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Mountain Cricket

I duck to get through the improbably low door, enter the room and liberate my backpack.  The crack of a bat striking a ball catches my ear and I return to the balcony to check it out.  A remote village in a high alpine valley seemed an unlikely place for a cricket match; but that is exactly what I discovered.  Half a dozen energetic boys and girls played on the irregular terrain of the adjacent cornfield and even as darkness set in I could hear laughter and voices and glimpse shadows moving about.

In the villages that dot Kullu and Parvati Valley in Himachal Pradesh State, flat does not exist. In this part of the country, improbable settings frame the most remarkable matches.  Here, everything is improvised, from location of the pitch to equipment. The only constant is the dream of becoming a cricket star.

Cricket enjoys a strong following in India and is the country’s most prominent sport.  Players gather on makeshift pitches across the nation to play the game.  India’s Twenty20 Cricket Championship in the fall of 2007 fanned the flames of the cricket bonfire and the sport experienced a massive surge in popularity.

The following morning, I take a closer look at the pitch. Pyramids of drying corn bundles cover the uneven field; the shadows I saw the evening before. Mateura Village sit atop a ridge overlooking an alpine valley, part of Parvati Valley. The Parvati River runs a few hundred meters below and from both banks jagged mountains shoot to the sky.  Here, generations of farmers have tamed the steep topography and terraces of apple trees, corn, chili peppers and vegetables abound. It is harvest time here in September and October and as much as the enthusiasts would love to play cricket all day long, there is work to be done.  The game must be played around the rhythms of the daily routine.

The recently harvested cornfield is the setting of work and play and I watch as the morning unfolds. The younger kids break down the pyramids and lay out the bundles uniformly. An older boy deftly gathers several bundles with a rope and carries them to the base of a tree on the edge of the terrace. At the end of the day, they will be stacked in the branches to feed the animals in the coming winter months.

Women and children perform the bulk of this work early and late in the day, and an old grandmother lingers nearby to bark advice. Tasks are divided as evenly as the overs of a cricket match with the heavier work handled by the older and stronger kids while the smaller ones perform light duties. Between tasks, a makeshift pitch is taking shape in the tilled rows, corn stalks, chunks of earth and other obstacles that dot the field.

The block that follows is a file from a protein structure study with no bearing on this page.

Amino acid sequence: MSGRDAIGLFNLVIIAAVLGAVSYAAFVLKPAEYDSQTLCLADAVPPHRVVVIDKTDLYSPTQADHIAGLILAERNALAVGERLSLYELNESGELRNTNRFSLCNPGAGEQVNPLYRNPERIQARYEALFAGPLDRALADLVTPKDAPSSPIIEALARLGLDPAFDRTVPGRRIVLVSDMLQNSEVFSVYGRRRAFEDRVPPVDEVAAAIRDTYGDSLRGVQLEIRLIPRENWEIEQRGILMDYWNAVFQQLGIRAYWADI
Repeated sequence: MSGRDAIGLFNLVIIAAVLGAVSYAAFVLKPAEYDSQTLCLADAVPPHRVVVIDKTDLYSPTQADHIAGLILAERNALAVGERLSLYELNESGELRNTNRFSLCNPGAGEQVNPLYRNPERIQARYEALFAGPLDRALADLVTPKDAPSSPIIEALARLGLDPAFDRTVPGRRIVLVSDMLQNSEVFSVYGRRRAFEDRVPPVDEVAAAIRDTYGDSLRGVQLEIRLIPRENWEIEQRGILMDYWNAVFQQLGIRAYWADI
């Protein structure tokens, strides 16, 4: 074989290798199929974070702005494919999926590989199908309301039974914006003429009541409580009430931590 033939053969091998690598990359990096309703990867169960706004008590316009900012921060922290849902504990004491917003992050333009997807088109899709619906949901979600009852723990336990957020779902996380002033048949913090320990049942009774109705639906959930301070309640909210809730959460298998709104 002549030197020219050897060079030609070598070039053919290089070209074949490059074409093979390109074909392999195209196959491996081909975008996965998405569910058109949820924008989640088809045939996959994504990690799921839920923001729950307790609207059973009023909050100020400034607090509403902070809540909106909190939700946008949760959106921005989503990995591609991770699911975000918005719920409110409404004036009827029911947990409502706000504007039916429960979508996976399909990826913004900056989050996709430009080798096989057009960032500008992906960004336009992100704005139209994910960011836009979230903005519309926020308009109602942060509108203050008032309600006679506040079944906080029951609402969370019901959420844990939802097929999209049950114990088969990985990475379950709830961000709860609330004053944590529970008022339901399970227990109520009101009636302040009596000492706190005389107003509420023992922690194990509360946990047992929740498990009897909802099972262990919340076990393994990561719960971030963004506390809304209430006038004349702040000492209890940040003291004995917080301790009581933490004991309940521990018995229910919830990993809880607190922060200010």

When the field is cleared of corn the game begins. The boys are passionate, playing with intensity, a smile and an easy laugh. They are quick to call “How’s that?” in hopes of hearing “Out!” As one or another disappears for a short stint at work, it becomes clear the girls are also keen competitors and they spiritedly join the game.  As the sun crests the mountains and the day grows hot, the cricketers are called to school and other tasks and the game concludes.

Late in the day, when the powerful sun has dipped below the peaks and the shadows grow longer on the field, the family returns. It is the mother’s task to stack the corn bundles in the tree and she climbs up to the drying area. Her eldest son passes bundles one at a time.  She sets a solid base and patiently places each bundle. The younger set is free to play cricket and they set wickets in the tiny batting area. They would work to make it longer and less angled at every opportunity.

I am standing in the mid-off position with camera in hand. As I am not playing, the kids unanimously declare me umpire.  The competition is friendly but fierce; the language of sport breaking all barriers. The incoming bowler invariably taunts the batter that I understand by tone alone. The batsman just smiles and gets set.  This time the bowler’s boast was in vain as the ball is sent flying with a resounding whack and an accompanying cry of joy from the batter.

Later, two girls return from school and the younger joins.  Her older sister helps stacking the corn that is now quite high in the tree. She passes to her brother and he relays it up to the mother.  When the work is complete they both join in the game making a total of seven players.

The oldest boy handles each bowl with ease and clearly pushes the younger brother to bowl harder. In spite of rudimentary equipment and an uneven pitch, each player demonstrates surprising skill. Everything is homemade: the ball is a small sack stuffed with small round pebbles and wrapped in a thick woolen outer cover  It flies well yet remains soft enough that a solid strike will not send it sailing down the mountainside.  The bat is cut and shaped from rough lumber and the wickets are a trio of sticks with a single bale connecting the outer two wickets. The center wicket is shorter and it is precisely this fact that has lead to the current dispute. A fast bowl struck the center wicket clean and the bowler screamed “Out!” with great pride. The batter, turning to see the bale still in position countered with “Not out!”  All eyes turned to me for judgement.

“Out!” I shouted and invited them to see the photographic evidence of the ball passing the batter on a direct line to the center wicket. We all laughed together and I thanked my new friends and left the field. They continued to play until the grandmother arrived to inspect the corn stack and order everyone home for the night.

Darkness blanketed the pitch and I caught the fading sounds of their voices as they walked the trail below.  As silence filled the night, I knew the peels of laughter of another mountain cricket match would return the next day.

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